There is something about a hit dance song when it triggers an unstoppable need to tap your foot, bob your headroom side to side, and sway to the rhythm in a manner that’s the trending body moves at the present.
These types of beat worthy songs even get some teenagers in some extremist country get arrested when they post themselves on social media swaying to the beat which is banned in their state.
Neuroscientists in Denmark have discovered in a study that danceable songs just have the right quantity of breaks and gaps in their beat.
Maria Witek, the group’s leader said that people all over the world seem to have a common agreement on what dance songs become hits: “Not the ones that have very little complexity and not the ones that had very, very high complexity, but the patterns that had a sort of a balance between predictability and complexity.”
When we hear a new dance tune, as it evolves, we expect a certain beat to repeat itself over and over again in the song. But if we do hear that beat, and there are gaps and diversions in between which makes it intriguing and unpredictable, but pleasant-sounding, here comes a hit song which has a bright future on the Billboard charts.
Pharrell’s song, Happy, says Witek, is an example of the layering of predictable beats balanced with the unpredictable and inviting gaps afforded by the piano, the drums, the clapping, and even Pharrell’s own vocals.
If you’re going to watch Happy’s music video, there is a certain positive vibe about it as you see people from all walks of life dancing to its very likable tune. It has even run up nearly 4 million views.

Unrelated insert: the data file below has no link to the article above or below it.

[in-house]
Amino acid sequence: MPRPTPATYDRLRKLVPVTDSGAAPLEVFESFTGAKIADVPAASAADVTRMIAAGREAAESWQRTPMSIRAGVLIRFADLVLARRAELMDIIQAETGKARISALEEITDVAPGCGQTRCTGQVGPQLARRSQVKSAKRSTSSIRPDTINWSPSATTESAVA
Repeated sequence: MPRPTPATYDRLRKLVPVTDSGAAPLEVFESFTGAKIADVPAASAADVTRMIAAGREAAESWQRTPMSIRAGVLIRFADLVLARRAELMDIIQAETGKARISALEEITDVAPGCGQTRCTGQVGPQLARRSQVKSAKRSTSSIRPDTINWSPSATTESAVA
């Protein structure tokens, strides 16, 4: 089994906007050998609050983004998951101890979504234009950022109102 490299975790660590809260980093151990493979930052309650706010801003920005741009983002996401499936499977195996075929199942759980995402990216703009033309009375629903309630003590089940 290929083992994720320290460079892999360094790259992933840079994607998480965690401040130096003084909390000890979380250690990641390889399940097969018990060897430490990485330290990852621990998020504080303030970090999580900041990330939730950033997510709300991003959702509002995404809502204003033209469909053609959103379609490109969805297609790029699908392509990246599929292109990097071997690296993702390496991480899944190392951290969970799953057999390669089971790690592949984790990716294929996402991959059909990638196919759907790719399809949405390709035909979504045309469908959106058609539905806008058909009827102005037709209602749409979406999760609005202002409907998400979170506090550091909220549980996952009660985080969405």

But this song isn’t the only one with the monopoly of inventing a danceable series of beats. Dance forms like Hip hop, disco, funk, and rhythm and blues through the likes of artists like Michael Jackson, Stevie Wonder, and Ray Charles strike the balance between predictability and complexity when it comes to song structure.
But have you noticed that some artists just keep on churning one dance hit after another?
This actually happens because music producers commission them, in collaboration with composers and choreographers to produce the next hit dance song on the top ten in the Billboards charts. After they have proven themselves worthy after churning out a hit dance song or two, the producers are convinced that their style and beat have become loved by the fans and they just have to tweak their next couple of dance songs to that same beat with some creative gaps in between to make them unique enough to be classified as a separate song.
This collaboration among creative artists (singer, composer, and choreographer) is influenced in part by the singer’s style and taste, and also for the resulting song’s commercial suitability. There is also a tendency to control the dance song’s mood to the current trend.
As such, it is also important for dancers, who will interpret the dance song, to have a say in its beat and its structure. As of late, this added collaboration with dancers is being encouraged in order to come up with hit dance songs.
Elwood Johnson is a DJ who specializes in developing and producing “old” sounds such as disco. He also has his own bar where most of his produced music is played.